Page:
Publications by authors named "Jean Escal"

2 Publications

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Development of an automated capillary nano-immunoassay-Simple Western assay-to quantify total TDP43 protein in human platelet samples.

Anal Bioanal Chem 2019 Jan 29;411(1):267-275. Epub 2018 Oct 29.

Neurochemistry Laboratory, Biochemistry Department, Centre de Biologie et Pathologie Est, Hospices Civils de Lyon, 59 Bd Pinel, 69677, Bron, France.

Frontotemporal lobar degeneration syndrome is the second cause of young-onset dementia. Unfortunately, reliable biomarkers are currently lacking for the diagnosis of this disease. As TDP43 protein is one of the proteins pathologically involved in frontotemporal lobar degeneration, many studies have been performed to assess TDP43 protein diagnostic performances. Mixed results were obtained using cerebrospinal fluid and plasma samples so far. The aim of the study was to develop an automated capillary nano-immunoassay-Simple Western assay-to detect and quantify TDP43 protein simultaneously in human blood-based samples. Simple Western assay was developed with two different cell lysates used as positive controls and was compared to Western blot. TDP43 protein profiles in plasma samples were disappointing, as they were discordant to our positive controls. On the contrary, similar TDP43 patterns were obtained between platelet samples and cell lysates using both assays. Simple Western assay provided good quantitative performances in platelet samples: a linearity of signals could be observed (r = 0.994), associated to a within-run variability at 5.7%. Preliminary results based on a cohort of patients suffering from frontotemporal lobar degeneration showed large inter-individual variations superior to Simple Western's analytical variability. Simple Western assay seems to be suitable for detecting and quantifying TDP43 protein in platelet samples, providing a potential candidate biomarker in this disease. Further confirmation studies should now be performed on larger cohorts of patients to assess diagnostic performances of TDP43 protein in platelet samples.
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http://dx.doi.org/10.1007/s00216-018-1437-4DOI Listing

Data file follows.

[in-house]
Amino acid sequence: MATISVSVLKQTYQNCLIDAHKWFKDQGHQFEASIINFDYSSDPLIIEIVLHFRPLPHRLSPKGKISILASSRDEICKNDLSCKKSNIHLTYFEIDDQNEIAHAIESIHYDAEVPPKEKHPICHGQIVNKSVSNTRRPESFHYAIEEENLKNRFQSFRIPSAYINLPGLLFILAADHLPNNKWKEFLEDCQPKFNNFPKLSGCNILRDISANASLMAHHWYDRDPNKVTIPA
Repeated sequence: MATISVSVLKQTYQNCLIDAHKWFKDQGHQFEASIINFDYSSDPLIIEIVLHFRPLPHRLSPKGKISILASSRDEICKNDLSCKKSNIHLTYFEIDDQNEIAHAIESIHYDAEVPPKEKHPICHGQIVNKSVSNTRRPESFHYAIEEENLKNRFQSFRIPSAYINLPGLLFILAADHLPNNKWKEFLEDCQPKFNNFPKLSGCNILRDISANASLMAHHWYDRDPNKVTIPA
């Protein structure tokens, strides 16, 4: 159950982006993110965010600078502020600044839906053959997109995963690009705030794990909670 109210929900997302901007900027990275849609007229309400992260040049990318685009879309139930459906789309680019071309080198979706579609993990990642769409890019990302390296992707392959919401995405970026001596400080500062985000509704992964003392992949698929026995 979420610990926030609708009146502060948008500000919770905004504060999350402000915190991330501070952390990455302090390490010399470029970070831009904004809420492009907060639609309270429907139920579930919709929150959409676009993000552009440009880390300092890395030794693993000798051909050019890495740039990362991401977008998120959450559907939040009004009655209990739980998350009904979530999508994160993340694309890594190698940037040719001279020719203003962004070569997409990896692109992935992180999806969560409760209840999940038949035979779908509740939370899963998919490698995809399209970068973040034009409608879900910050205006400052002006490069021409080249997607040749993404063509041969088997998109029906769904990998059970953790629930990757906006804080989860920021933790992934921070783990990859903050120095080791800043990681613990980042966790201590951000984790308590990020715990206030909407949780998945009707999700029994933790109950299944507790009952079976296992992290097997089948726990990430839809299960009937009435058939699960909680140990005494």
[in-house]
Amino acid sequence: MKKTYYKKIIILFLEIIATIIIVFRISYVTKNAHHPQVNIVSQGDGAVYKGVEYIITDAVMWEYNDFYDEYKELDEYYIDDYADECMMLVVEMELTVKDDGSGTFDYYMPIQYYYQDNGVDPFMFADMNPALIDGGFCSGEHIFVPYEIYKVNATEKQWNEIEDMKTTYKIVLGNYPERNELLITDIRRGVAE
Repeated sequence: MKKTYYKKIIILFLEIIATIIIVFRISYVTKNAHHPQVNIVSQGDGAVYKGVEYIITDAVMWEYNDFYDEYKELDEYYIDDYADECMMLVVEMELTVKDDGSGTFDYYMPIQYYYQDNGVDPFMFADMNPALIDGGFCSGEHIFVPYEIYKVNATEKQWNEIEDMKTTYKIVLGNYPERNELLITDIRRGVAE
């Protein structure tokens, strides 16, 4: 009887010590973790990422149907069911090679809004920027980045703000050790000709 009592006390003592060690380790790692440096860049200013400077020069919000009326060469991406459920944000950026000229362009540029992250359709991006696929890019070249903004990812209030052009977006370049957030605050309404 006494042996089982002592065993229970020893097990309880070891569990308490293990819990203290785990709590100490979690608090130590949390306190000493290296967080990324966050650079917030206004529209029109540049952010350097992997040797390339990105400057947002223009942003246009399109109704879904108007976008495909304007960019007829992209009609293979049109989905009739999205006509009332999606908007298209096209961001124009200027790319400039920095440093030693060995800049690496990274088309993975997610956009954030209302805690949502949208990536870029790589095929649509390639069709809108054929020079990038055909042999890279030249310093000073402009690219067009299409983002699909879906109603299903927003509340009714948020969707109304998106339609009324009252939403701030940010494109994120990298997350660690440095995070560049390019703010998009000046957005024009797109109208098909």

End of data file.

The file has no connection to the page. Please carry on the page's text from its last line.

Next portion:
January 2019

Effect of Activated Charcoal on Rivaroxaban Complex Absorption.

Clin Pharmacokinet 2017 07;56(7):793-801

INSERM, U1059, Dysfonction Vasculaire et Hémostase, Saint-Etienne, France.

Objective: To quantify the impact of activated charcoal (AC) on rivaroxaban exposure in healthy volunteers.

Methods: This was an open-label study with an incomplete cross-over design of single-dose rivaroxaban (40 mg) administered alone or with AC in 12 healthy volunteers. The study comprised three treatment periods in randomised sequence, one with rivaroxaban administered alone and two with AC given at 2, 5 or 8 h post-dose. Rivaroxaban plasma concentration was measured in blood samples drawn at 16 time points. The pharmacokinetic model of rivaroxaban alone or with AC administration was built using a non-linear mixed-effect modelling approach.

Results: The pharmacokinetic model was based on a one-compartment model with an absorption rate described by the sum of three inverse Gaussian densities to reproduce multiphasic and prolonged absorption. The inclusion in the model of each AC administration schedule significantly improved objective function value. AC reduced the area under the rivaroxaban concentration-time curve by 43% when administered 2 h post-dose, by 31% when administered 5 h post-dose and by 29% when administered 8 h post-dose. Based on the estimated pharmacokinetic model, simulations suggested that AC might have an impact even after 8 h post-dose.

Conclusion: AC administration significantly reduces exposure to rivaroxaban even if AC is administered 8 h after rivaroxaban. These results suggest that AC could be used in rivaroxaban overdose and accidental ingestion to antagonise absorption. CLINICALTRIAL.

Gov Registration No: NCT02657512.
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http://dx.doi.org/10.1007/s40262-016-0485-1DOI Listing
July 2017